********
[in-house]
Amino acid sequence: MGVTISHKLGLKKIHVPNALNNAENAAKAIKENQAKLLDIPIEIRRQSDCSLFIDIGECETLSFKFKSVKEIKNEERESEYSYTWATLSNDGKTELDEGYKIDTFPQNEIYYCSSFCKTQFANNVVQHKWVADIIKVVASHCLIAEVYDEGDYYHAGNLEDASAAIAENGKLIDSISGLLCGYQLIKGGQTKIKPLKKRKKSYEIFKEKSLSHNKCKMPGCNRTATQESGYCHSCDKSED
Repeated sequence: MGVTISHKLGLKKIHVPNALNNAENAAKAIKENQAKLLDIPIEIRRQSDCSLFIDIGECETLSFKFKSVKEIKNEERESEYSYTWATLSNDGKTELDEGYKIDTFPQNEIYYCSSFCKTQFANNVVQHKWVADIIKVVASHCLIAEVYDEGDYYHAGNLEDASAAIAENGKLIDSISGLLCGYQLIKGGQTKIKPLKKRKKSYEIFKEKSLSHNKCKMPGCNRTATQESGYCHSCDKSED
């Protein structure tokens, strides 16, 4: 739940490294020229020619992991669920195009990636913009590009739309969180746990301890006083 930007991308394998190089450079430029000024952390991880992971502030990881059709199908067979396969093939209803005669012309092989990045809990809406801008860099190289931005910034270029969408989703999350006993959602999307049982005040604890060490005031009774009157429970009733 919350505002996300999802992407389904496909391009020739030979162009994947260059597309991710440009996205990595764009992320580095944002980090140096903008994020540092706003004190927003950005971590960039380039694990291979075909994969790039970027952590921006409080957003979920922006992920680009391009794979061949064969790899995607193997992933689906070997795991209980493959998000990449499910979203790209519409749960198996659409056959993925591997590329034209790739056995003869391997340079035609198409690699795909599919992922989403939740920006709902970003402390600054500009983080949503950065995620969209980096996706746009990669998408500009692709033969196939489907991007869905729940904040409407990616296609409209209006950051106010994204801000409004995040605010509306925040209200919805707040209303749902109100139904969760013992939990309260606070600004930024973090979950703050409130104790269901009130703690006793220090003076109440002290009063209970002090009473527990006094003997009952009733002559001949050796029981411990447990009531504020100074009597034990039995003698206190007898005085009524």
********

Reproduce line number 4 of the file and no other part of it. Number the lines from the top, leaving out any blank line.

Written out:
């Protein structure tokens, strides 16, 4: 739940490294020229020619992991669920195009990636913009590009739309969180746990301890006083 930007991308394998190089450079430029000024952390991880992971502030990881059709199908067979396969093939209803005669012309092989990045809990809406801008860099190289931005910034270029969408989703999350006993959602999307049982005040604890060490005031009774009157429970009733 919350505002996300999802992407389904496909391009020739030979162009994947260059597309991710440009996205990595764009992320580095944002980090140096903008994020540092706003004190927003950005971590960039380039694990291979075909994969790039970027952590921006409080957003979920922006992920680009391009794979061949064969790899995607193997992933689906070997795991209980493959998000990449499910979203790209519409749960198996659409056959993925591997590329034209790739056995003869391997340079035609198409690699795909599919992922989403939740920006709902970003402390600054500009983080949503950065995620969209980096996706746009990669998408500009692709033969196939489907991007869905729940904040409407990616296609409209209006950051106010994204801000409004995040605010509306925040209200919805707040209303749902109100139904969760013992939990309260606070600004930024973090979950703050409130104790269901009130703690006793220090003076109440002290009063209970002090009473527990006094003997009952009733002559001949050796029981411990447990009531504020100074009597034990039995003698206190007898005085009524």